The following is a near-verbatim transcript of today’s noon briefing by Stéphane Dujarric, Spokesman for the Secretary-General.
Good afternoon. Happy Wednesday. In the Security Council today or at least virtually in the Security Council, Geir Pedersen, the Special Envoy for Syria, told Council members by videoconference that the last 10 months have been the calmest in the history of the Syrian conflict. Front lines have barely shifted. But, he added, this is a fragile calm that could break down at any moment. Mr. Pedersen said the conflict is highly internationalized, with five foreign armies active in Syria. We cannot pretend that the solutions are only in the hands of the Syrians, or that the UN can do it alone, he said. The Special Envoy said he continues to help the Syrian-led, Syrian-owned, UN-facilitated Constitutional Committee, adding that the fifth session of its Small Body will convene in Geneva next week, as we told you — from 25 to 29 January — COVID‑19 conditions permitting, of course. Mark Lowcock, the Emergency Relief Coordinator, told the Council members the value of Syria’s currency has drastically declined, causing food prices to increase. He warned of bread shortages and a decline in domestic wheat production. He added that there were signs that Syria is now experiencing a new wave of COVID-19 infections. I’m so sorry I started on time and caught all of you by surprise. I channelled my inner Farhan today and I’m sorry.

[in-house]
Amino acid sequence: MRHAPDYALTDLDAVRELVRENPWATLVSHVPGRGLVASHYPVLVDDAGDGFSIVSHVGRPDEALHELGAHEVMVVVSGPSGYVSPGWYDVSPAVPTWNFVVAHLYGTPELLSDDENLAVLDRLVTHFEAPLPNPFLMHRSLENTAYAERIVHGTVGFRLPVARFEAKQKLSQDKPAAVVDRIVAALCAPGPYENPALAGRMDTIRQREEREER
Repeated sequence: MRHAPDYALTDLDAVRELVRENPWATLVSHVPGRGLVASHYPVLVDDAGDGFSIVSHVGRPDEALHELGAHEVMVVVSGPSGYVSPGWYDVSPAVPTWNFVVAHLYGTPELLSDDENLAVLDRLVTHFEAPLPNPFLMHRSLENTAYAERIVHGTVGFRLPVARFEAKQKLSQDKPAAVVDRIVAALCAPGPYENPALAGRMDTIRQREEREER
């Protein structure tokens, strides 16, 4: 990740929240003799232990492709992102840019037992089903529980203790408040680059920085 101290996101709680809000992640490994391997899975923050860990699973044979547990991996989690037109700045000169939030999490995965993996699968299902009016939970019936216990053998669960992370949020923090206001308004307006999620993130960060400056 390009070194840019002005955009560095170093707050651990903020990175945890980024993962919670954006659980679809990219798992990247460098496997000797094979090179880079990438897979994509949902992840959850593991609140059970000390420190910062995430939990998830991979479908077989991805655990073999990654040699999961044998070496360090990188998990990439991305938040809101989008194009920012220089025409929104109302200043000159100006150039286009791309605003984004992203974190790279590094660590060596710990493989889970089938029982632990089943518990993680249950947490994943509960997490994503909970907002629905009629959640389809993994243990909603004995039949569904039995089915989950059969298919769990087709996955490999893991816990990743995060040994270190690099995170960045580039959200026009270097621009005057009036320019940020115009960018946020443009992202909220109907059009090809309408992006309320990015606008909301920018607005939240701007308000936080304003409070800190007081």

**Central African Republic
Moving to the Central African Republic, Denise Brown, the Humanitarian Coordinator, is concerned about disruptions to the country’s main supply route because of the violence. This road connects the country’s capital, Bangui, to both the country and the closest port in Cameroon. Ms. Brown strongly condemned the attacks on a convoy of humanitarian and commercial trucks that took place two days ago. The attack by armed combatants took place near the Cameroonian border. Three truck drivers were injured. The disruption of the supply route prevents the safe and timely delivery of vital aid, as well as commercial goods. More than 1,600 trucks are estimated to be blocked at the border with Cameroon. This includes 500 trucks with critical UN and partners’ supplies, such as food, medicines and non-food items. The disruption to the delivery of supplies to and within the Central African Republic has resulted in significant spikes in food prices across the country, both for imported and locally produced goods. Meanwhile, over a third of the population, that’s 1.9 million people, face high levels of acute food insecurity. In 2021, 2.8 million people — that’s more than half of the population of the Central African Republic — will need humanitarian assistance and protection. Nearly 200,000 people have been newly displaced inside the country since violence and tensions broke out in connection with the general elections in December. About half of them have since returned.